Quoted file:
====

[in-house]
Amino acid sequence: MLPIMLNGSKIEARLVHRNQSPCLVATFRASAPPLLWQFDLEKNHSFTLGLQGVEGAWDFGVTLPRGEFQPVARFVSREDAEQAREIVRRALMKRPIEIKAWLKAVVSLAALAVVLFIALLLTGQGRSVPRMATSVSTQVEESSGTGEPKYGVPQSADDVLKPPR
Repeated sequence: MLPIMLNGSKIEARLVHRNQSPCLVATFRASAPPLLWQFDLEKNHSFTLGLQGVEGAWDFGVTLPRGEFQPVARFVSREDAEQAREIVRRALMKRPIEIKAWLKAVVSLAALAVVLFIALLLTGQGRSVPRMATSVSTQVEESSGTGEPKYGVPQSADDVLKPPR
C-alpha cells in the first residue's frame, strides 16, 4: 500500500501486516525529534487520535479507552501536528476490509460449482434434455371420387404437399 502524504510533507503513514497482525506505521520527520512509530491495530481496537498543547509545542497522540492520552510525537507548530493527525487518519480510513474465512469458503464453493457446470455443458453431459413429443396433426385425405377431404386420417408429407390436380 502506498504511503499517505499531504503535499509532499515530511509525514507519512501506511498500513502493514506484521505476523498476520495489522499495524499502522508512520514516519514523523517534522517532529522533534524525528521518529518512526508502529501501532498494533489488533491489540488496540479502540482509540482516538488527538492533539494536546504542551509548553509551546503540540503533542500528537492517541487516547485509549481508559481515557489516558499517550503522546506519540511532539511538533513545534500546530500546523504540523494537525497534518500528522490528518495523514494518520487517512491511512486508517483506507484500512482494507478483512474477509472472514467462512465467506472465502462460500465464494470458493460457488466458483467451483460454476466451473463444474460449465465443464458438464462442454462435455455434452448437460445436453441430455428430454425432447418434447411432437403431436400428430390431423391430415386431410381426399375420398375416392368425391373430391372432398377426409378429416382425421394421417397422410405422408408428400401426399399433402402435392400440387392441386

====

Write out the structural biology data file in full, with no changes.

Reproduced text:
[in-house]
Amino acid sequence: MLPIMLNGSKIEARLVHRNQSPCLVATFRASAPPLLWQFDLEKNHSFTLGLQGVEGAWDFGVTLPRGEFQPVARFVSREDAEQAREIVRRALMKRPIEIKAWLKAVVSLAALAVVLFIALLLTGQGRSVPRMATSVSTQVEESSGTGEPKYGVPQSADDVLKPPR
Repeated sequence: MLPIMLNGSKIEARLVHRNQSPCLVATFRASAPPLLWQFDLEKNHSFTLGLQGVEGAWDFGVTLPRGEFQPVARFVSREDAEQAREIVRRALMKRPIEIKAWLKAVVSLAALAVVLFIALLLTGQGRSVPRMATSVSTQVEESSGTGEPKYGVPQSADDVLKPPR
C-alpha cells in the first residue's frame, strides 16, 4: 500500500501486516525529534487520535479507552501536528476490509460449482434434455371420387404437399 502524504510533507503513514497482525506505521520527520512509530491495530481496537498543547509545542497522540492520552510525537507548530493527525487518519480510513474465512469458503464453493457446470455443458453431459413429443396433426385425405377431404386420417408429407390436380 502506498504511503499517505499531504503535499509532499515530511509525514507519512501506511498500513502493514506484521505476523498476520495489522499495524499502522508512520514516519514523523517534522517532529522533534524525528521518529518512526508502529501501532498494533489488533491489540488496540479502540482509540482516538488527538492533539494536546504542551509548553509551546503540540503533542500528537492517541487516547485509549481508559481515557489516558499517550503522546506519540511532539511538533513545534500546530500546523504540523494537525497534518500528522490528518495523514494518520487517512491511512486508517483506507484500512482494507478483512474477509472472514467462512465467506472465502462460500465464494470458493460457488466458483467451483460454476466451473463444474460449465465443464458438464462442454462435455455434452448437460445436453441430455428430454425432447418434447411432437403431436400428430390431423391430415386431410381426399375420398375416392368425391373430391372432398377426409378429416382425421394421417397422410405422408408428400401426399399433402402435392400440387392441386